Gone are the days of someone sitting at a typewriter creating 50 separate cover letters for state filings, as was the case in the 1980s when John Baumgardner joined Standard Insurance Co. The Portland, Ore.-based insurer began using simple off-the-shelf tools to automate day-to-day activities. “We’ve continuously updated the off-the-shelf items [such as Microsoft’s Word Macros and Mail Merge] year by year,” he says. “It’s very simple and cost effective.”

This is just the beginning. Insurers have begun applying a number of different business models and more sophisticated tools to their regulatory compliance management practices. Before implementing any tools, though, most will agree the process needs to start with a plan and be well thought out.

“We looked at how many hours we are spending on activities,” says Baumgardner. “That’s where you have to start. You have to know what you’re doing, how long it’s taking, how long it will take to automate, what the savings are, and then do a cost benefit analysis.”

Jackie Paul, director in government relations at Humana Inc., Louisville, Ky., had a plan in place before deciding to take a project management-type approach to the company’s compliance practices. “If you don’t have a defined process, you don’t have process controls or a secured data system where you store information—you can’t guard against rework.”


There are a variety of areas within an insurance organization that have compliance functions within them. This is a large area of concern for insurers right now, according to Debbi Marquette, product manager, Frisco, Texas-based Skywire Software. “Insurers are concerned about how they track and manage the compliance processes,” she says. “They interact with multiple business units within their organization. They don’t operate within a silo by any means.”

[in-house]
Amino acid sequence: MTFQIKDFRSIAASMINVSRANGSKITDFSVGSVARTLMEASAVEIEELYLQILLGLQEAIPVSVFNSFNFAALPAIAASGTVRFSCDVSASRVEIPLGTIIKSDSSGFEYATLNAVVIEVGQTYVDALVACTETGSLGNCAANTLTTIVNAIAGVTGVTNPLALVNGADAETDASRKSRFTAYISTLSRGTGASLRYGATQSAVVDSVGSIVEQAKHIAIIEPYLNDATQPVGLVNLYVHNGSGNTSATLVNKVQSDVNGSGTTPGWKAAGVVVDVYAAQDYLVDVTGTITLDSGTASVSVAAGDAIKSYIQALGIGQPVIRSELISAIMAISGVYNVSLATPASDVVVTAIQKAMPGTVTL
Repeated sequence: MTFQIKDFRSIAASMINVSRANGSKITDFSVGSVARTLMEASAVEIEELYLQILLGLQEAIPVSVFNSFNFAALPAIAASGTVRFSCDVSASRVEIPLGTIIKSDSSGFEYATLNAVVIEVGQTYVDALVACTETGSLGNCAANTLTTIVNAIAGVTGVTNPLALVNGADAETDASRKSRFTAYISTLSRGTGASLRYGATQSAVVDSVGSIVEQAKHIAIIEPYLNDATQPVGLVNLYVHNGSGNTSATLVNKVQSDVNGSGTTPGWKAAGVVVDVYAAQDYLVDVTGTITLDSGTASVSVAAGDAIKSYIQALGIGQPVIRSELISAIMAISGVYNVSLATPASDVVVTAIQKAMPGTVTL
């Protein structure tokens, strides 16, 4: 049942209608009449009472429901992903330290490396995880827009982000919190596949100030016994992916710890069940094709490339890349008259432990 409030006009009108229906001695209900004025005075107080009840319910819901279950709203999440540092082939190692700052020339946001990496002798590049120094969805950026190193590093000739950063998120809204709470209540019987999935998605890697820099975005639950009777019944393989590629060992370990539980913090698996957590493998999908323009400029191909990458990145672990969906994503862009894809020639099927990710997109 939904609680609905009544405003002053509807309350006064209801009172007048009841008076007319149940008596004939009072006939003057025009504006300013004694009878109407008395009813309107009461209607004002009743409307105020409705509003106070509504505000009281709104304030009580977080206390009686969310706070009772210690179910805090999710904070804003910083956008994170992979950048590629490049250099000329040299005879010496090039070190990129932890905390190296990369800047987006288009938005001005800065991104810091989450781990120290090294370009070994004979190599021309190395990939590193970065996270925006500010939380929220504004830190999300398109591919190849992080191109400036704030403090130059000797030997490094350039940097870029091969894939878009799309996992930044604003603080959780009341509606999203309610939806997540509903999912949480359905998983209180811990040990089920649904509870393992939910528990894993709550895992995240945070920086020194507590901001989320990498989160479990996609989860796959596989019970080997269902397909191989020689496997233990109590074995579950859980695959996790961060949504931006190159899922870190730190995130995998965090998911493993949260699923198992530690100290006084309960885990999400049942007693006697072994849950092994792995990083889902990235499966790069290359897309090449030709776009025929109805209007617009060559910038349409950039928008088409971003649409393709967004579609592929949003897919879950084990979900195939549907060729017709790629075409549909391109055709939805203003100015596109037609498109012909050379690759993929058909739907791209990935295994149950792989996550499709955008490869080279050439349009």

A project management-based approach has helped Humana, which analyzes 800 to 1,000 laws and regulations per year, with this concern. “We have multiple areas within the organization playing different roles within compliance,” Paul says. “There needed to be an integrated process with everybody having more defined roles and responsibilities. We, as a company, use a lot of performance- and process-based discipline. So, it was just applying that same discipline.”

The methodology behind Humana’s approach consists of four key steps: initiation, planning, execution and closeout. In the initiation stage, the form or legislation/regulation is reviewed and assigned to a subject matter expert through a database. Next in the planning stage, a timeline/schedule is developed and process controls are designed. The execution stage consists of validating deliverables and executing risk management, change control and any communication plan. The final stage—closeout—consists of completing documentation, obtaining final status reports and conducting lessons learned.

“We have found in practice that for a lot of the legislative and regulatory changes, it’s helpful to go through all four of the steps, regardless whether it’s a complex piece of legislation or not,” Paul says. “Certainly, it gets much more sophisticated if you’re talking about something that’s of high magnitude. We’ve had to develop pretty specialized teams and databases to store all of the documentation associated with certain legislation.”